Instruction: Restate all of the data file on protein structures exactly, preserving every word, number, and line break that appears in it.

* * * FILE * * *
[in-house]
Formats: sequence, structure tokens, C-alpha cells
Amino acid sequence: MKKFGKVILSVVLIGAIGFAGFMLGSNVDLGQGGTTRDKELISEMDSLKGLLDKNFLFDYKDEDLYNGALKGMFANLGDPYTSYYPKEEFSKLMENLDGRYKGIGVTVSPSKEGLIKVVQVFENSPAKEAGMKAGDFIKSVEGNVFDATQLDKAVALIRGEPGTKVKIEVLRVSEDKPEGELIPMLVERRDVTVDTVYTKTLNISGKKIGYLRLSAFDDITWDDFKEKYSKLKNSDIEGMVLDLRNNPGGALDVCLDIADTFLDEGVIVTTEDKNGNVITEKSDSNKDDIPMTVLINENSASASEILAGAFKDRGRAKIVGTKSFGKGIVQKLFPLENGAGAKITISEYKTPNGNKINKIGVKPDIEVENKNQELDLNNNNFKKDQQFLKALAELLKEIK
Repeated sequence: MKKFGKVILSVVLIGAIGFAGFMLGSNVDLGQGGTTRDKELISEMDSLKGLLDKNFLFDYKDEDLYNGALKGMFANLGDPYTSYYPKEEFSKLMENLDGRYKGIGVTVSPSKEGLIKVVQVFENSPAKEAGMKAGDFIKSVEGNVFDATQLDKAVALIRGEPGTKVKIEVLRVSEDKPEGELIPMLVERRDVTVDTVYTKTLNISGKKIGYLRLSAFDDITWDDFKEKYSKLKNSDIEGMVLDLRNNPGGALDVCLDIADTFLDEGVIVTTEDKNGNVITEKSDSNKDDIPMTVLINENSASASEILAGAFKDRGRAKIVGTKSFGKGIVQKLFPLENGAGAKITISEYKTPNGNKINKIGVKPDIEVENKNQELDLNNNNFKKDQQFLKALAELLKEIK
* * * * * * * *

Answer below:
[in-house]
Formats: sequence, structure tokens, C-alpha cells
Amino acid sequence: MKKFGKVILSVVLIGAIGFAGFMLGSNVDLGQGGTTRDKELISEMDSLKGLLDKNFLFDYKDEDLYNGALKGMFANLGDPYTSYYPKEEFSKLMENLDGRYKGIGVTVSPSKEGLIKVVQVFENSPAKEAGMKAGDFIKSVEGNVFDATQLDKAVALIRGEPGTKVKIEVLRVSEDKPEGELIPMLVERRDVTVDTVYTKTLNISGKKIGYLRLSAFDDITWDDFKEKYSKLKNSDIEGMVLDLRNNPGGALDVCLDIADTFLDEGVIVTTEDKNGNVITEKSDSNKDDIPMTVLINENSASASEILAGAFKDRGRAKIVGTKSFGKGIVQKLFPLENGAGAKITISEYKTPNGNKINKIGVKPDIEVENKNQELDLNNNNFKKDQQFLKALAELLKEIK
Repeated sequence: MKKFGKVILSVVLIGAIGFAGFMLGSNVDLGQGGTTRDKELISEMDSLKGLLDKNFLFDYKDEDLYNGALKGMFANLGDPYTSYYPKEEFSKLMENLDGRYKGIGVTVSPSKEGLIKVVQVFENSPAKEAGMKAGDFIKSVEGNVFDATQLDKAVALIRGEPGTKVKIEVLRVSEDKPEGELIPMLVERRDVTVDTVYTKTLNISGKKIGYLRLSAFDDITWDDFKEKYSKLKNSDIEGMVLDLRNNPGGALDVCLDIADTFLDEGVIVTTEDKNGNVITEKSDSNKDDIPMTVLINENSASASEILAGAFKDRGRAKIVGTKSFGKGIVQKLFPLENGAGAKITISEYKTPNGNKINKIGVKPDIEVENKNQELDLNNNNFKKDQQFLKALAELLKEIK